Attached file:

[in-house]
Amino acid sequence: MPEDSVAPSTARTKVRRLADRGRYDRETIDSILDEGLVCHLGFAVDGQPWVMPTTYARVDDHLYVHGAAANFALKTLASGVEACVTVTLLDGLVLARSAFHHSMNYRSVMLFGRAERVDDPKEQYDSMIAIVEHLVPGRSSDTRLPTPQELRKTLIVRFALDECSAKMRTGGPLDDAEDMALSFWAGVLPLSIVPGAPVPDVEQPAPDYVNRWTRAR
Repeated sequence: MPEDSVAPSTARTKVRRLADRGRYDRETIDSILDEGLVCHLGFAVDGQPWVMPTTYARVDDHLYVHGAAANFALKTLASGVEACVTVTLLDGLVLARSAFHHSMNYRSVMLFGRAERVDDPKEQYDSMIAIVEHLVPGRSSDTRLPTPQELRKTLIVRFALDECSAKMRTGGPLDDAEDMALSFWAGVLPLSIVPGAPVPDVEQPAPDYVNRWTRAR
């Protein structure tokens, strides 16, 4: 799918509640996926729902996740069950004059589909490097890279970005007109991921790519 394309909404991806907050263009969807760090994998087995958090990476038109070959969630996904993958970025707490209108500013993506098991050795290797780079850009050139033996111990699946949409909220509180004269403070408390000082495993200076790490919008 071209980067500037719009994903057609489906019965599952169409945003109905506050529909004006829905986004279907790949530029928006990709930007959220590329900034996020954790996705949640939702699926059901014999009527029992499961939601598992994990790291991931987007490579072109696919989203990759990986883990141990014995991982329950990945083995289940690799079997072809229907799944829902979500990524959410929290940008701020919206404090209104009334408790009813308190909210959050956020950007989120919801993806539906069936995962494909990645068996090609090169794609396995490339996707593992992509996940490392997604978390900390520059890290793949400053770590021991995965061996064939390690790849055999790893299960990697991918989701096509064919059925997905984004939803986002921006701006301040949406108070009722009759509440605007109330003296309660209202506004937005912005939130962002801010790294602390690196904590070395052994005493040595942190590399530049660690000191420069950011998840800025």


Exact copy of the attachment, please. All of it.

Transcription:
[in-house]
Amino acid sequence: MPEDSVAPSTARTKVRRLADRGRYDRETIDSILDEGLVCHLGFAVDGQPWVMPTTYARVDDHLYVHGAAANFALKTLASGVEACVTVTLLDGLVLARSAFHHSMNYRSVMLFGRAERVDDPKEQYDSMIAIVEHLVPGRSSDTRLPTPQELRKTLIVRFALDECSAKMRTGGPLDDAEDMALSFWAGVLPLSIVPGAPVPDVEQPAPDYVNRWTRAR
Repeated sequence: MPEDSVAPSTARTKVRRLADRGRYDRETIDSILDEGLVCHLGFAVDGQPWVMPTTYARVDDHLYVHGAAANFALKTLASGVEACVTVTLLDGLVLARSAFHHSMNYRSVMLFGRAERVDDPKEQYDSMIAIVEHLVPGRSSDTRLPTPQELRKTLIVRFALDECSAKMRTGGPLDDAEDMALSFWAGVLPLSIVPGAPVPDVEQPAPDYVNRWTRAR
């Protein structure tokens, strides 16, 4: 799918509640996926729902996740069950004059589909490097890279970005007109991921790519 394309909404991806907050263009969807760090994998087995958090990476038109070959969630996904993958970025707490209108500013993506098991050795290797780079850009050139033996111990699946949409909220509180004269403070408390000082495993200076790490919008 071209980067500037719009994903057609489906019965599952169409945003109905506050529909004006829905986004279907790949530029928006990709930007959220590329900034996020954790996705949640939702699926059901014999009527029992499961939601598992994990790291991931987007490579072109696919989203990759990986883990141990014995991982329950990945083995289940690799079997072809229907799944829902979500990524959410929290940008701020919206404090209104009334408790009813308190909210959050956020950007989120919801993806539906069936995962494909990645068996090609090169794609396995490339996707593992992509996940490392997604978390900390520059890290793949400053770590021991995965061996064939390690790849055999790893299960990697991918989701096509064919059925997905984004939803986002921006701006301040949406108070009722009759509440605007109330003296309660209202506004937005912005939130962002801010790294602390690196904590070395052994005493040595942190590399530049660690000191420069950011998840800025």